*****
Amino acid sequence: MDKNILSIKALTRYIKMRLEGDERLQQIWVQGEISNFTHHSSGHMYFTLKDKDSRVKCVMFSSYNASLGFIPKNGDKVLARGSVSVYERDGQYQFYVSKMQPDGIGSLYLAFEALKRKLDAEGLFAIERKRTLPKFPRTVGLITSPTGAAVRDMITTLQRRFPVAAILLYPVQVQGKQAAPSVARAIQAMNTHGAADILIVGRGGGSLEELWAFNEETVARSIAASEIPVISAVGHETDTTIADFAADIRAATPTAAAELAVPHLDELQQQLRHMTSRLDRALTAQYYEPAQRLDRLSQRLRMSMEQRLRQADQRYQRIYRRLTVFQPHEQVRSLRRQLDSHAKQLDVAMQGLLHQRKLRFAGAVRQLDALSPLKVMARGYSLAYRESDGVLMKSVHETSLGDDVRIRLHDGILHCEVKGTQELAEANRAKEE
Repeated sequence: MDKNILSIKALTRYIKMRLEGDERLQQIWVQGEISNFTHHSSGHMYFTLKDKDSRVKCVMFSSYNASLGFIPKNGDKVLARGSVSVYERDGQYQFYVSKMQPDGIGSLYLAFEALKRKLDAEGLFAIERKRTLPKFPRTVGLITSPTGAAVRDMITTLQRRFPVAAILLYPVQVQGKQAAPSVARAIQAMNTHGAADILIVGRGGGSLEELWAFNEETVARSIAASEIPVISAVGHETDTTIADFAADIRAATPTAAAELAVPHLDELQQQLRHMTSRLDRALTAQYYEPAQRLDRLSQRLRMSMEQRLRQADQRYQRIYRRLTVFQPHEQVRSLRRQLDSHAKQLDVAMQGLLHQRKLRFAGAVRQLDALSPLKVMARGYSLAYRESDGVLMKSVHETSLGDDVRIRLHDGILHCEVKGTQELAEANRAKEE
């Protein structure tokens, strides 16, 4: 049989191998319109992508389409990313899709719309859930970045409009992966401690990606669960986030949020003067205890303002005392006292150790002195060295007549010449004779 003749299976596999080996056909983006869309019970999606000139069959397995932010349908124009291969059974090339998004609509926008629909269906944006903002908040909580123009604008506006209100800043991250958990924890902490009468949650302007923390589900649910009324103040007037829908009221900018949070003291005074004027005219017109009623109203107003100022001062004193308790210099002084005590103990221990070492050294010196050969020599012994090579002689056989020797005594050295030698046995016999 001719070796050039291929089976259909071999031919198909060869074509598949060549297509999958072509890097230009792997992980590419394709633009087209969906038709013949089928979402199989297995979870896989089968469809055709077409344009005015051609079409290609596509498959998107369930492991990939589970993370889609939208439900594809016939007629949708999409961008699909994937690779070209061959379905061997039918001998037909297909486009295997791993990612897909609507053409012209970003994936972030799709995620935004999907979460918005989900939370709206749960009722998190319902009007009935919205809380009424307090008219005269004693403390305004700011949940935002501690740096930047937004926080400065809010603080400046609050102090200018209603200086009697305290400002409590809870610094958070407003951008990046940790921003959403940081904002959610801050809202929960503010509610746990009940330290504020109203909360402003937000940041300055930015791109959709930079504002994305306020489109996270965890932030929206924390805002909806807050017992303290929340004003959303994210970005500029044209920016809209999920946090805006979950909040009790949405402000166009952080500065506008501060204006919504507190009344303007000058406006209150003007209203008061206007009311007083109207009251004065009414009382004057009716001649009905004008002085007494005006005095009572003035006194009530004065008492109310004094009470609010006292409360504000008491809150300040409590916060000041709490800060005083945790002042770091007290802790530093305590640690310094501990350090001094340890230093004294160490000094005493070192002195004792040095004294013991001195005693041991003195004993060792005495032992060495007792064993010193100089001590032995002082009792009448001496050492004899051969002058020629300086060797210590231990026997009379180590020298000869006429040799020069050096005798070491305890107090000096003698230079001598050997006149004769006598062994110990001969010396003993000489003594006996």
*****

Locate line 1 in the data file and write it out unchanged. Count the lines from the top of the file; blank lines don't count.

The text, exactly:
Amino acid sequence: MDKNILSIKALTRYIKMRLEGDERLQQIWVQGEISNFTHHSSGHMYFTLKDKDSRVKCVMFSSYNASLGFIPKNGDKVLARGSVSVYERDGQYQFYVSKMQPDGIGSLYLAFEALKRKLDAEGLFAIERKRTLPKFPRTVGLITSPTGAAVRDMITTLQRRFPVAAILLYPVQVQGKQAAPSVARAIQAMNTHGAADILIVGRGGGSLEELWAFNEETVARSIAASEIPVISAVGHETDTTIADFAADIRAATPTAAAELAVPHLDELQQQLRHMTSRLDRALTAQYYEPAQRLDRLSQRLRMSMEQRLRQADQRYQRIYRRLTVFQPHEQVRSLRRQLDSHAKQLDVAMQGLLHQRKLRFAGAVRQLDALSPLKVMARGYSLAYRESDGVLMKSVHETSLGDDVRIRLHDGILHCEVKGTQELAEANRAKEE